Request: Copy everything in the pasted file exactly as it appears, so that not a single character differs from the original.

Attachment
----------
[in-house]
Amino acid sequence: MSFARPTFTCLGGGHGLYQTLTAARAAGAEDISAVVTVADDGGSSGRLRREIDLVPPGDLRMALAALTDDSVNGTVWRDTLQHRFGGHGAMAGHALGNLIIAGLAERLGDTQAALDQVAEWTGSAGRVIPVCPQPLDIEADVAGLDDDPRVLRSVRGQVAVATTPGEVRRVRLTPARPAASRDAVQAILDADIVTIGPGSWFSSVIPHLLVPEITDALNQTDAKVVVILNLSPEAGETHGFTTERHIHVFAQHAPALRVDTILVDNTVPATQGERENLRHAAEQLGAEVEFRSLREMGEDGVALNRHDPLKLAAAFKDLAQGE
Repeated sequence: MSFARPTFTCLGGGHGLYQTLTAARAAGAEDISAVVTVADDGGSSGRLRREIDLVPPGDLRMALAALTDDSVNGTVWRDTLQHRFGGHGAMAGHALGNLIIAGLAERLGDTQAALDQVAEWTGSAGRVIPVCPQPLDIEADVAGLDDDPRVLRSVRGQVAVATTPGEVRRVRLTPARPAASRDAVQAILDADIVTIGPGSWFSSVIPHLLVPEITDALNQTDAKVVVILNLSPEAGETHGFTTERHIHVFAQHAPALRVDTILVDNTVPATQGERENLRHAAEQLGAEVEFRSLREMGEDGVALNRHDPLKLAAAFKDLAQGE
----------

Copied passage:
[in-house]
Amino acid sequence: MSFARPTFTCLGGGHGLYQTLTAARAAGAEDISAVVTVADDGGSSGRLRREIDLVPPGDLRMALAALTDDSVNGTVWRDTLQHRFGGHGAMAGHALGNLIIAGLAERLGDTQAALDQVAEWTGSAGRVIPVCPQPLDIEADVAGLDDDPRVLRSVRGQVAVATTPGEVRRVRLTPARPAASRDAVQAILDADIVTIGPGSWFSSVIPHLLVPEITDALNQTDAKVVVILNLSPEAGETHGFTTERHIHVFAQHAPALRVDTILVDNTVPATQGERENLRHAAEQLGAEVEFRSLREMGEDGVALNRHDPLKLAAAFKDLAQGE
Repeated sequence: MSFARPTFTCLGGGHGLYQTLTAARAAGAEDISAVVTVADDGGSSGRLRREIDLVPPGDLRMALAALTDDSVNGTVWRDTLQHRFGGHGAMAGHALGNLIIAGLAERLGDTQAALDQVAEWTGSAGRVIPVCPQPLDIEADVAGLDDDPRVLRSVRGQVAVATTPGEVRRVRLTPARPAASRDAVQAILDADIVTIGPGSWFSSVIPHLLVPEITDALNQTDAKVVVILNLSPEAGETHGFTTERHIHVFAQHAPALRVDTILVDNTVPATQGERENLRHAAEQLGAEVEFRSLREMGEDGVALNRHDPLKLAAAFKDLAQGE